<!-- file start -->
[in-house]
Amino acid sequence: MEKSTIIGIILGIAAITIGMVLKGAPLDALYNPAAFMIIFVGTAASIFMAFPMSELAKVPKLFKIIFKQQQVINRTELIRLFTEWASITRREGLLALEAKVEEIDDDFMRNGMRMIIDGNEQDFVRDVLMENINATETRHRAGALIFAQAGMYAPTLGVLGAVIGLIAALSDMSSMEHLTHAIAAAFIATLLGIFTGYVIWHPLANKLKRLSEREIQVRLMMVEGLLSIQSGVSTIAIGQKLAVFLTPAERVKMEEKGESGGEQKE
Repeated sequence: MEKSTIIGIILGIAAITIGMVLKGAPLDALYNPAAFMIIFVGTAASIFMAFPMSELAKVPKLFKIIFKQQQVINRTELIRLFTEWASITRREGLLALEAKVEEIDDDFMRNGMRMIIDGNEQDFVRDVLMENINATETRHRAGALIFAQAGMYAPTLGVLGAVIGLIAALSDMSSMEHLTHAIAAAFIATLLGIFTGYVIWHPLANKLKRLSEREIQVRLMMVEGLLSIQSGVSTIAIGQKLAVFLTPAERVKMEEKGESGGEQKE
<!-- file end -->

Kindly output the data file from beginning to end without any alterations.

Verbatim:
[in-house]
Amino acid sequence: MEKSTIIGIILGIAAITIGMVLKGAPLDALYNPAAFMIIFVGTAASIFMAFPMSELAKVPKLFKIIFKQQQVINRTELIRLFTEWASITRREGLLALEAKVEEIDDDFMRNGMRMIIDGNEQDFVRDVLMENINATETRHRAGALIFAQAGMYAPTLGVLGAVIGLIAALSDMSSMEHLTHAIAAAFIATLLGIFTGYVIWHPLANKLKRLSEREIQVRLMMVEGLLSIQSGVSTIAIGQKLAVFLTPAERVKMEEKGESGGEQKE
Repeated sequence: MEKSTIIGIILGIAAITIGMVLKGAPLDALYNPAAFMIIFVGTAASIFMAFPMSELAKVPKLFKIIFKQQQVINRTELIRLFTEWASITRREGLLALEAKVEEIDDDFMRNGMRMIIDGNEQDFVRDVLMENINATETRHRAGALIFAQAGMYAPTLGVLGAVIGLIAALSDMSSMEHLTHAIAAAFIATLLGIFTGYVIWHPLANKLKRLSEREIQVRLMMVEGLLSIQSGVSTIAIGQKLAVFLTPAERVKMEEKGESGGEQKE